Regrettably, the consequence of the prevalence of corruption in the country, which led to lack of transparency and accountability, has eroded the legitimacy of governments and contributed to the rise of groups that embrace violence and reject the authority of the state.

Little wonder that the youth in various parts of the country decide to take up arms and engage in criminal acts such as kidnapping, violence, armed robbery and banditry.

Though many people in the country had thought that with the advent of democratic rule in 1999, good governance would be entrenched, the 16 years old Peoples Democratic Party-led administrations, initially seen as a corrective mechanism, turned out to be even more corrupt than the past corrupt military governments of notably General Ibrahim Badamasi Babangida and General Sani Abacha.

The political leaders, from the days of the civilian rule of Olusegun Obasanjo, can easily and incontrovertibly be described as a crop of shady politicians, backroom barterers, corrupt and opportunistic wheeler-dealers, whose chief concern seemed to be self-aggrandizement and perpetuation of power.

Thus, it’s heartwarming to hear the president often say that his administration, in deviation from the past trend, remains committed to the goals of securing the country, ensuring inclusive economic growth and fighting corruption.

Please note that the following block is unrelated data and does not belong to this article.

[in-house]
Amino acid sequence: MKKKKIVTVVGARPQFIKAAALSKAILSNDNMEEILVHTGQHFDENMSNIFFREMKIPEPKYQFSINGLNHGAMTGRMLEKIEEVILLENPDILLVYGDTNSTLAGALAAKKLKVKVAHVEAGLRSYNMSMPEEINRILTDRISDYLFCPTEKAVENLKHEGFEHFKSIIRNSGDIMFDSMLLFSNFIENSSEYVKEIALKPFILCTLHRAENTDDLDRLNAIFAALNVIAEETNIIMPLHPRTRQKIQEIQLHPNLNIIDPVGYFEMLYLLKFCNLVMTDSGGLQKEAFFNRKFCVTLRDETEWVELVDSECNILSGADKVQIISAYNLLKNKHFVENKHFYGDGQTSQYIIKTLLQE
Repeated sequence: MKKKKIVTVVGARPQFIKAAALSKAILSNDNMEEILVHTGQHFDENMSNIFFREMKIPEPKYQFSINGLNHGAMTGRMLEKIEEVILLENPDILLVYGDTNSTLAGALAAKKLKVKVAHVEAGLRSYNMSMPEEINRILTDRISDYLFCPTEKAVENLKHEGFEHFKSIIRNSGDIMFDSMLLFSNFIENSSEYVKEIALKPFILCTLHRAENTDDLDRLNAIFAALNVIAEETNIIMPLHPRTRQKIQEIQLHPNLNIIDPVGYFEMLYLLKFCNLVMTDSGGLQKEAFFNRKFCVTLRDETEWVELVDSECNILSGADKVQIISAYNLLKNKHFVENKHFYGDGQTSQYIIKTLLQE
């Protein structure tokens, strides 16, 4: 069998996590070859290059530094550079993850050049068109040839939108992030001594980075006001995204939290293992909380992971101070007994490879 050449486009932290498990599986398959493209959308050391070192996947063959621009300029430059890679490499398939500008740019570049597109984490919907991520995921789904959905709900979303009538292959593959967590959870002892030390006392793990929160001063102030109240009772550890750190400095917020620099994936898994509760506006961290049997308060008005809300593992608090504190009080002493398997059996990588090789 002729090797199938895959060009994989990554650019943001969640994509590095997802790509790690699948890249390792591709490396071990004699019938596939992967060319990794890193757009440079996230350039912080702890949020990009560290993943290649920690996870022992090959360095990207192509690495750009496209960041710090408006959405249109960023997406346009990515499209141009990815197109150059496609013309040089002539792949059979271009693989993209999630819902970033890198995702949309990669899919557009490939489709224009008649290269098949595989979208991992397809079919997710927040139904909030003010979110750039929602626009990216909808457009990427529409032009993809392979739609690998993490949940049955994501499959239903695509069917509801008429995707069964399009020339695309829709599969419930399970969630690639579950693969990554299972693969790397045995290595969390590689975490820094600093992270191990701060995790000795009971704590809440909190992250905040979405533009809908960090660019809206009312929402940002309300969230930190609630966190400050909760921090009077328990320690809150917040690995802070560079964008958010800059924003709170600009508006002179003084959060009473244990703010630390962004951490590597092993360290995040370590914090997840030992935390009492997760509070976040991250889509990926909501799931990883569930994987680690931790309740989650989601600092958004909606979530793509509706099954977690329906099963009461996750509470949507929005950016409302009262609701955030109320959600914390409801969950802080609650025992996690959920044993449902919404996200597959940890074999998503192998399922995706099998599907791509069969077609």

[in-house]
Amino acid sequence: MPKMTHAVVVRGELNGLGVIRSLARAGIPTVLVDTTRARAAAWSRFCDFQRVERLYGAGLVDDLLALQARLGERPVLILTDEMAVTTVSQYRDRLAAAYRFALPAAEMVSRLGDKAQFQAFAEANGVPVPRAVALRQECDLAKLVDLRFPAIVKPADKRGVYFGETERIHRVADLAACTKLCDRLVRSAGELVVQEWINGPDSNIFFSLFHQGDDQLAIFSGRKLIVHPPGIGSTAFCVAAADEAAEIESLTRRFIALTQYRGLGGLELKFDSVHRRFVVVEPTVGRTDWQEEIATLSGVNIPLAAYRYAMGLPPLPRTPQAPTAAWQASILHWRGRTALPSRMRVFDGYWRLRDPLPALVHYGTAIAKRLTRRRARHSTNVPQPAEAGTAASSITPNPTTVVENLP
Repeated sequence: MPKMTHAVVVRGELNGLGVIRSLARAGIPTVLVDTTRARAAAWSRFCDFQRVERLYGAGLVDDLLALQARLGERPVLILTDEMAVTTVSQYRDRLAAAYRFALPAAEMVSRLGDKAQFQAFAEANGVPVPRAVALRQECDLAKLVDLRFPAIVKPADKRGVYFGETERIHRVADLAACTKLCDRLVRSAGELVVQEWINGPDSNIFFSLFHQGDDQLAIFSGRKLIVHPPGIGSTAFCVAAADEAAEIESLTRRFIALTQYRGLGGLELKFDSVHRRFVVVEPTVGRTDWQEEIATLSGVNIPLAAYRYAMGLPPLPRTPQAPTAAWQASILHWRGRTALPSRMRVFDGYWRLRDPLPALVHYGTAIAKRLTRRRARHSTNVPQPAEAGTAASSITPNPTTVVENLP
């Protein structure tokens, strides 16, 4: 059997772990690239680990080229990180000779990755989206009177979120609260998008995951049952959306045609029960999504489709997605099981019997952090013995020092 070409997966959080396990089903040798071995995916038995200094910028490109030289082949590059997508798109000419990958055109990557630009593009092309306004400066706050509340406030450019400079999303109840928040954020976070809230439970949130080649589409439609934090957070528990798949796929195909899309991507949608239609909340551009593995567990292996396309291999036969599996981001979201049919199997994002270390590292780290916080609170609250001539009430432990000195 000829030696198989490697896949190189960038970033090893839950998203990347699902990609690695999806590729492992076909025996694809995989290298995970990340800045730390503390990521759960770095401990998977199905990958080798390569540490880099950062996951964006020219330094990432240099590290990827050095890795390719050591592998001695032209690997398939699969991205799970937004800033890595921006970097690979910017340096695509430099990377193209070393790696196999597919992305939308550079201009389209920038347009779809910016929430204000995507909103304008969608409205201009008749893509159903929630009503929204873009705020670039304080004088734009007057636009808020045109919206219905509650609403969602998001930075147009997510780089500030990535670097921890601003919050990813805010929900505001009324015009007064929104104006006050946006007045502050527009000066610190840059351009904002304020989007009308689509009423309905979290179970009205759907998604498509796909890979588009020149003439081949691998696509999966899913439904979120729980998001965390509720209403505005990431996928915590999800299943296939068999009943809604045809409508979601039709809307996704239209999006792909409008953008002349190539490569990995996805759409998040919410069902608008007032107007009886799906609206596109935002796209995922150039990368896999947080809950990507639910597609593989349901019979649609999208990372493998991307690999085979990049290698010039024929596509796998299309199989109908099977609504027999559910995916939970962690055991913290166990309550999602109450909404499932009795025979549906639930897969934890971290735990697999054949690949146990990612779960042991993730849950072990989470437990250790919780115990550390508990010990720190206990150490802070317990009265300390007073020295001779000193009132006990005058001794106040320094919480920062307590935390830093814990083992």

And when the president says that his government is not only determined to reverse the trend of squander-mania and mismanagement and it has made progress in some areas such as agriculture, the joy of patriotic Nigerians can only be imagined.

No doubt, this is the only way to make Nigeria, a country that is placed in a unique position as the most populous and resource-rich nation on the African continent, prosper, serve and protect its citizens and live up to its expectation as the giant of Africa.

Unarguably, Nigeria, blessed as it is, needs to harness its resources, engender probity and accountability in its management of affairs with a view to building prosperous and peaceful country.

However, the government alone should not do it. The task of rebuilding Nigeria is the responsibility of everyone. Hence, the president’s appeal to the Ecobank Transnational Incorporated to “institute a special fund to develop agriculture, which will cement your legacy as a bank that helped to transform this region’s economic fortunes,” must not only be reechoed but it must be embraced by especially corporate organisations in the country.